Advertisement

Bridging the digital divide among advanced age skin cancer patients

Published:September 04, 2021DOI:https://doi.org/10.1016/j.bjps.2021.08.009
      Dear Sir,
      The COVID-19 pandemic has ushered in an increasingly digital age. Innovative technologies (e.g. artificial intelligence for skin cancer screening) and new models of care (e.g. telemedicine services allowing patients to send images of suspicious lesions to their clinicians) have been crucial in allowing skin cancer patients to meet pandemic-related challenges.
      • Zheng D.X.
      • Cullison C.R.
      • Mulligan K.M.
      • Scott J.F
      COVID-19 and the surveillance, epidemiology, and end results program: future considerations for skin cancer research.
      While health information technology (HIT) use among skin cancer patients has significantly increased within the past decade, there remains a “digital divide” in both the access to and utilization of HIT across various demographics of skin cancer patients.
      • Cwalina T.B.
      • Jella T.K.
      • Zheng D.X.
      • et al.
      Utilization of health information technology among skin cancer patients: a cross-sectional study of the National Health Interview Survey from 2011 to 2018.
      We consider that the technological advances made during the pandemic, while potentially beneficial for skin cancer management, may also have the unintended consequence of exacerbating this digital divide.
      In recent years, there has been increased discussion surrounding the use of artificial intelligence to diagnose and monitor potentially malignant skin lesions. While these technologies have traditionally been designed for clinician use, researchers and public health advocates have begun to explore the potential for their use by patients, which may allow for greater convenience of and access to care. In a study by Sangers and colleagues exploring the barriers to and facilitators of use of artificial-intelligence driven mobile health applications for skin cancer screening among the Dutch general population,
      • Sangers T.E.
      • Wakkee M.
      • Kramer-Noels E.C.
      • Nijsten T.
      • Lugtenberg M
      Views on mobile health apps for skin cancer screening in the general population: an in-depth qualitative exploration of perceived barriers and facilitators.
      the authors concluded that creation of low-cost, privacy-friendly, and easy-to-use mobile health applications may encourage adoption of these technologies for skin cancer screening. Integration of mobile health technologies into skin cancer care certainly represents a promising and innovative approach toward facilitating early skin cancer detection. However, given the aforementioned digital divide, increasing adoption of skin cancer screening applications alone may be unlikely to reach the target audience demographic.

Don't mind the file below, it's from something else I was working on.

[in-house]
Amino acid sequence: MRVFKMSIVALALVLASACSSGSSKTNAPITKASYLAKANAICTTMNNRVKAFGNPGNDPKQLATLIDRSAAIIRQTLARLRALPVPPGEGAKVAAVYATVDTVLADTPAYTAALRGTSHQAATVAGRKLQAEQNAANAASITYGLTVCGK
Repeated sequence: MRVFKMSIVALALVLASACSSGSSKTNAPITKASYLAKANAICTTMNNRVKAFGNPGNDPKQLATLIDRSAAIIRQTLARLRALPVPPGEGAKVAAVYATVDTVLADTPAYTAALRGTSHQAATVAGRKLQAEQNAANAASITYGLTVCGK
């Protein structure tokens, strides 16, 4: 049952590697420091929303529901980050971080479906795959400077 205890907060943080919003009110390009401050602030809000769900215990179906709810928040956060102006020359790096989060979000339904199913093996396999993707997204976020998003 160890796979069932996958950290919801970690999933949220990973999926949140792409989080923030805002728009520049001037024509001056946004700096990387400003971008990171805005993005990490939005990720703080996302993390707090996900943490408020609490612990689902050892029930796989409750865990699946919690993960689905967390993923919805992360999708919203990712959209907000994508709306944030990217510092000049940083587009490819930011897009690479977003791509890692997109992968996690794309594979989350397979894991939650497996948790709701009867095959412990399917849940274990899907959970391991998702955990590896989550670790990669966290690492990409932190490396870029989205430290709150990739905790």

Skin cancer tends to occur in patients of advanced age.
      • Zheng D.X.
      • Cullison C.R.
      • Mulligan K.M.
      • Scott J.F
      COVID-19 and the surveillance, epidemiology, and end results program: future considerations for skin cancer research.
      ,
      • Cwalina T.B.
      • Jella T.K.
      • Zheng D.X.
      • et al.
      Utilization of health information technology among skin cancer patients: a cross-sectional study of the National Health Interview Survey from 2011 to 2018.
      In one study, only 17.0% of individuals ages 65–79 currently owning a smartphone or tablet were interested in using a health-related application to obtain health information.
      • Gordon N.P.
      • Hornbrook M.C
      Older adults' readiness to engage with eHealth patient education and self-care resources: a cross-sectional survey.
      In another retrospective analysis of the National Health Interview Survey, an annual survey of United States households, skin cancer patients age >65 were the least likely age group to utilize HIT, which included using a computer to schedule healthcare appointments, look up health information online, communicate with providers, or fill prescriptions.
      • Cwalina T.B.
      • Jella T.K.
      • Zheng D.X.
      • et al.
      Utilization of health information technology among skin cancer patients: a cross-sectional study of the National Health Interview Survey from 2011 to 2018.